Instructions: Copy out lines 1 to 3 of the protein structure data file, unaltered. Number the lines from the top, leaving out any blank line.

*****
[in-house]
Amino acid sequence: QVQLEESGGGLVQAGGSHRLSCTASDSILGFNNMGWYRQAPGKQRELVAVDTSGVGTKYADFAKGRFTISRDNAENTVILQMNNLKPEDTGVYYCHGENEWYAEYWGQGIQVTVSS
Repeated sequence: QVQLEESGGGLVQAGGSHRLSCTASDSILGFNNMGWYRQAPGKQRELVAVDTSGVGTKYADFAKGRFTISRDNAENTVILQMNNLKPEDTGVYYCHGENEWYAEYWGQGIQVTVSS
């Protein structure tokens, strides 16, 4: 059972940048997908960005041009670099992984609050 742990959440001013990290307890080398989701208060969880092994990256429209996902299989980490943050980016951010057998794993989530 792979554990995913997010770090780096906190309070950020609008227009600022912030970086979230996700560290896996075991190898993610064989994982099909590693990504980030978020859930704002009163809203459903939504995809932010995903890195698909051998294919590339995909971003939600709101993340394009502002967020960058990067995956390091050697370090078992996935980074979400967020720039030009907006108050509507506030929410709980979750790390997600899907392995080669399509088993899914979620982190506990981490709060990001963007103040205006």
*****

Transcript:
[in-house]
Amino acid sequence: QVQLEESGGGLVQAGGSHRLSCTASDSILGFNNMGWYRQAPGKQRELVAVDTSGVGTKYADFAKGRFTISRDNAENTVILQMNNLKPEDTGVYYCHGENEWYAEYWGQGIQVTVSS
Repeated sequence: QVQLEESGGGLVQAGGSHRLSCTASDSILGFNNMGWYRQAPGKQRELVAVDTSGVGTKYADFAKGRFTISRDNAENTVILQMNNLKPEDTGVYYCHGENEWYAEYWGQGIQVTVSS